Ladies, are you spending too much time at work? You might be at a greater risk of suffering from health issues. According to research published in the journal BMJ Open Diabetes Research & Care, women who work for more extended hours are more prone to diseases like diabetes. Women you might want to cut down on your work hours or ask for a raise.
According to the research out of 7,065 Canadians who were tracked over 12 years, it was found that women who worked regularly 45 hours or more a week had higher chances of becoming diabetic, about 63% more at risk than those who worked between 35 and 40 hours. On the other hand, Men who worked more extended hours did not face an increased risk of diabetes.
While the reason behind this is still unclear, experts believe that if we count the unpaid work that women do like the household chores after coming back from work, women actually end up doing more work than men add more stress to their lives. Moreover, the gender pay gap between men and women also plays an important role. Less pay impacts their health and increases the stress level compared to the men.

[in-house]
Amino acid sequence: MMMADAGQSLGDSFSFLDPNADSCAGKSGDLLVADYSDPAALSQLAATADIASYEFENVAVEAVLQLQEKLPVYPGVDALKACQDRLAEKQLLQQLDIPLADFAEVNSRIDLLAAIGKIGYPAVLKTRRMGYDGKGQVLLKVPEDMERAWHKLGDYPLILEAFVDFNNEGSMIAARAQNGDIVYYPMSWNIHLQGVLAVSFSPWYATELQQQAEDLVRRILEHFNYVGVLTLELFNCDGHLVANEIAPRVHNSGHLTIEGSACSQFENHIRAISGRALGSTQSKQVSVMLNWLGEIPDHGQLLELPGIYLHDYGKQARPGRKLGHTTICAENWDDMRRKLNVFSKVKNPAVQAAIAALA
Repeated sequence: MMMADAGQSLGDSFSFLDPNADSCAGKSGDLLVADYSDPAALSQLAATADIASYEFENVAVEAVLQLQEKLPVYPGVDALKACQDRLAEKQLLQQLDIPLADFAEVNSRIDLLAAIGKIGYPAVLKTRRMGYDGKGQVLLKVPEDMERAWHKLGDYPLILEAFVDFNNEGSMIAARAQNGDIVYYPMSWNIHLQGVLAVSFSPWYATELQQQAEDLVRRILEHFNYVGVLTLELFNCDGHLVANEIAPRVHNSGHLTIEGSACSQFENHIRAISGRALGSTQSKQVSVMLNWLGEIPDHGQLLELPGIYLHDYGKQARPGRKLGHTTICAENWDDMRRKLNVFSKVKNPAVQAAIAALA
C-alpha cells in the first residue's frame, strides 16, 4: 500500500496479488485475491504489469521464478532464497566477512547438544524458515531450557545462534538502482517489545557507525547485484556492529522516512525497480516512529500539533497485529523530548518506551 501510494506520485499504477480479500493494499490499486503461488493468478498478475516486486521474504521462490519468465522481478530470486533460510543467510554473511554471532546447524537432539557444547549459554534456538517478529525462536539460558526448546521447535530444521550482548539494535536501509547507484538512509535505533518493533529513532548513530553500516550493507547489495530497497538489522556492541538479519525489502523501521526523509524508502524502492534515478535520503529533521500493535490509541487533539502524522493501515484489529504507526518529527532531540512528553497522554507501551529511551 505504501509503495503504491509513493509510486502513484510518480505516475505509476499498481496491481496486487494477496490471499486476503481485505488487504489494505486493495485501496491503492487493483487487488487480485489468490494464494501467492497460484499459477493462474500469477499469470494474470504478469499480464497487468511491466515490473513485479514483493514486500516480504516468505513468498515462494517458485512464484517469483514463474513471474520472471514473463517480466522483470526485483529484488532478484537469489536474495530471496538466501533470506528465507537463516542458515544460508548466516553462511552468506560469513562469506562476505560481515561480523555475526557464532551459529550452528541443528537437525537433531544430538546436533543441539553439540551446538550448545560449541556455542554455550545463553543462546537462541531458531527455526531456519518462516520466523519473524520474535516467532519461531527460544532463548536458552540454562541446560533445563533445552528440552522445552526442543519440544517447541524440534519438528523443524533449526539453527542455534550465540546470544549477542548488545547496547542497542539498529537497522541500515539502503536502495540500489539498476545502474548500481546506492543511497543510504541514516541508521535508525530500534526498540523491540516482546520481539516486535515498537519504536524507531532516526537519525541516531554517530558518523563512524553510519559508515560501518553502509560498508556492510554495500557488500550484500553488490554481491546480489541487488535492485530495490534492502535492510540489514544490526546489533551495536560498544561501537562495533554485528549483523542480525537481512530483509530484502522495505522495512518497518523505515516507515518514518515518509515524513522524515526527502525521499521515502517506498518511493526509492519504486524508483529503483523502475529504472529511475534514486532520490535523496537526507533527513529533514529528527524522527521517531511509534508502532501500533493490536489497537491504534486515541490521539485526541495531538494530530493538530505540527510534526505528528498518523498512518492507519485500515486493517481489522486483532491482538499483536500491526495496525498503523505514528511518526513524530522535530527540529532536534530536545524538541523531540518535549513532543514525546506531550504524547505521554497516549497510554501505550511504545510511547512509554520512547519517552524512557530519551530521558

Various studies previously have proven that working long hours can impact your health adversely. People who do desk jobs for longer durations are more prone to heart diseases, diabetes and even mental health issues. According to a study, Health and safety problems associated with long working hours: a review of the current position, "Numerous problems associated with stress may also be associated with long hours. These include gastrointestinal disorders, musculoskeletal disorders, problems associated with depression of the immune system, and psychosomatic complaints likely to reduce efficiency and increase short-term absenteeism. Also, the results of one study which investigated the relationship between several work factors and fetal death76 indicated an increased rate of abortion in women working 46 or more hours a week."
Long working hours also impacts the sleep. A research on Long working hours, occupational health and the changing nature of work organization concludes that 'Working long hours appears to be a risk factor for the development of shortened sleeping hours and difficulty falling asleep.'